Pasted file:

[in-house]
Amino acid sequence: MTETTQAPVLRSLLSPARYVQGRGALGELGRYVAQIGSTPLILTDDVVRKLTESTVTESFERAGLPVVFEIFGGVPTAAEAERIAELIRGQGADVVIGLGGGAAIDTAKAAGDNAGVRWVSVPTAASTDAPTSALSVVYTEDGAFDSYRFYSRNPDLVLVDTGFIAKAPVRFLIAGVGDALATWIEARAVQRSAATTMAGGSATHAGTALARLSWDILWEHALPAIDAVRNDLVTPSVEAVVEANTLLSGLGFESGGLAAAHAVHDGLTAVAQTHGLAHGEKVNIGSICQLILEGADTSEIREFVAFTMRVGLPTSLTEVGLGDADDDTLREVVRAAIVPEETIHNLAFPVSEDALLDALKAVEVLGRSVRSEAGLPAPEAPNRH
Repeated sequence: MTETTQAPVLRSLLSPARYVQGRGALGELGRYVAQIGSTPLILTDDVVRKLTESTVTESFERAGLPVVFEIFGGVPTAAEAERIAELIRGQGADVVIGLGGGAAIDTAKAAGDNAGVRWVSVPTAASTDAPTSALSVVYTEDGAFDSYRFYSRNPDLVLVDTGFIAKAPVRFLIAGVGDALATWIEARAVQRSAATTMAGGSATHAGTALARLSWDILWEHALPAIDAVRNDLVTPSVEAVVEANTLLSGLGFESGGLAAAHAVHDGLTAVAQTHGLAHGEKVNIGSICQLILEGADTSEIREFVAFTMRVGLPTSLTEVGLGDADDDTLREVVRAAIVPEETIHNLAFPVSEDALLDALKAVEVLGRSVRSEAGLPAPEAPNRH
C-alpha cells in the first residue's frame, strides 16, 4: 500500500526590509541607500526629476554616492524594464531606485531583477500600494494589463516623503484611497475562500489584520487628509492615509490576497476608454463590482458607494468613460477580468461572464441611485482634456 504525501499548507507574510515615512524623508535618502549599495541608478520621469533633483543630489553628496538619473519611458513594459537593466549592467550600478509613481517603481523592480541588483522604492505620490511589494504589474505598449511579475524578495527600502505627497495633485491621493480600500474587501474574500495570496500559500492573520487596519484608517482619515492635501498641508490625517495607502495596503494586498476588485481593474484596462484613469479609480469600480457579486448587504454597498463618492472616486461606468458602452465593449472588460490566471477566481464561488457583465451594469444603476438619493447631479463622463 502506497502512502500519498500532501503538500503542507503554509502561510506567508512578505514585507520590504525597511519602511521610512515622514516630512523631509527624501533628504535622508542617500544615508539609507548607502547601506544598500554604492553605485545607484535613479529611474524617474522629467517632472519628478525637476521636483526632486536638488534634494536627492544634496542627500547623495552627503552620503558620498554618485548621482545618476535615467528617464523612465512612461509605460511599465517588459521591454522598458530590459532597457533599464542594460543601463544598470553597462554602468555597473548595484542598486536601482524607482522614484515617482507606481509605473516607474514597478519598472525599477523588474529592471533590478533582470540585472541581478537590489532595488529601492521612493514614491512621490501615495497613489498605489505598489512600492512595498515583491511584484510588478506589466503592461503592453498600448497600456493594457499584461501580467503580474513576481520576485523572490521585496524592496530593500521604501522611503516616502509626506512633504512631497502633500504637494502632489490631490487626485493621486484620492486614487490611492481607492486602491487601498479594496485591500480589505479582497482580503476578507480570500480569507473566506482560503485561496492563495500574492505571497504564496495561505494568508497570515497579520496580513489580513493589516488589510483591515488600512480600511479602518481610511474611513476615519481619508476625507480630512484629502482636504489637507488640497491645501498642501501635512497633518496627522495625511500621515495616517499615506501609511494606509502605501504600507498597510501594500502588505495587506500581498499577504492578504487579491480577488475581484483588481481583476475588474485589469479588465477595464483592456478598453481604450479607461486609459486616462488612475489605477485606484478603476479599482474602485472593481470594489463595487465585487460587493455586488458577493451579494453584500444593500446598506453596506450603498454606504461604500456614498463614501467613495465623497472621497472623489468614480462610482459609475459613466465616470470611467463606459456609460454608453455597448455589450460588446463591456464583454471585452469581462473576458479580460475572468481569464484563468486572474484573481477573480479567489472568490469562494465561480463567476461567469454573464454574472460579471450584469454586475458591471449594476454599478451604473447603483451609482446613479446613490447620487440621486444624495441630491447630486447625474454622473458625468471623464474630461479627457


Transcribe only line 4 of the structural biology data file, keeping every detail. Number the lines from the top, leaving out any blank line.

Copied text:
C-alpha cells in the first residue's frame, strides 16, 4: 500500500526590509541607500526629476554616492524594464531606485531583477500600494494589463516623503484611497475562500489584520487628509492615509490576497476608454463590482458607494468613460477580468461572464441611485482634456 504525501499548507507574510515615512524623508535618502549599495541608478520621469533633483543630489553628496538619473519611458513594459537593466549592467550600478509613481517603481523592480541588483522604492505620490511589494504589474505598449511579475524578495527600502505627497495633485491621493480600500474587501474574500495570496500559500492573520487596519484608517482619515492635501498641508490625517495607502495596503494586498476588485481593474484596462484613469479609480469600480457579486448587504454597498463618492472616486461606468458602452465593449472588460490566471477566481464561488457583465451594469444603476438619493447631479463622463 502506497502512502500519498500532501503538500503542507503554509502561510506567508512578505514585507520590504525597511519602511521610512515622514516630512523631509527624501533628504535622508542617500544615508539609507548607502547601506544598500554604492553605485545607484535613479529611474524617474522629467517632472519628478525637476521636483526632486536638488534634494536627492544634496542627500547623495552627503552620503558620498554618485548621482545618476535615467528617464523612465512612461509605460511599465517588459521591454522598458530590459532597457533599464542594460543601463544598470553597462554602468555597473548595484542598486536601482524607482522614484515617482507606481509605473516607474514597478519598472525599477523588474529592471533590478533582470540585472541581478537590489532595488529601492521612493514614491512621490501615495497613489498605489505598489512600492512595498515583491511584484510588478506589466503592461503592453498600448497600456493594457499584461501580467503580474513576481520576485523572490521585496524592496530593500521604501522611503516616502509626506512633504512631497502633500504637494502632489490631490487626485493621486484620492486614487490611492481607492486602491487601498479594496485591500480589505479582497482580503476578507480570500480569507473566506482560503485561496492563495500574492505571497504564496495561505494568508497570515497579520496580513489580513493589516488589510483591515488600512480600511479602518481610511474611513476615519481619508476625507480630512484629502482636504489637507488640497491645501498642501501635512497633518496627522495625511500621515495616517499615506501609511494606509502605501504600507498597510501594500502588505495587506500581498499577504492578504487579491480577488475581484483588481481583476475588474485589469479588465477595464483592456478598453481604450479607461486609459486616462488612475489605477485606484478603476479599482474602485472593481470594489463595487465585487460587493455586488458577493451579494453584500444593500446598506453596506450603498454606504461604500456614498463614501467613495465623497472621497472623489468614480462610482459609475459613466465616470470611467463606459456609460454608453455597448455589450460588446463591456464583454471585452469581462473576458479580460475572468481569464484563468486572474484573481477573480479567489472568490469562494465561480463567476461567469454573464454574472460579471450584469454586475458591471449594476454599478451604473447603483451609482446613479446613490447620487440621486444624495441630491447630486447625474454622473458625468471623464474630461479627457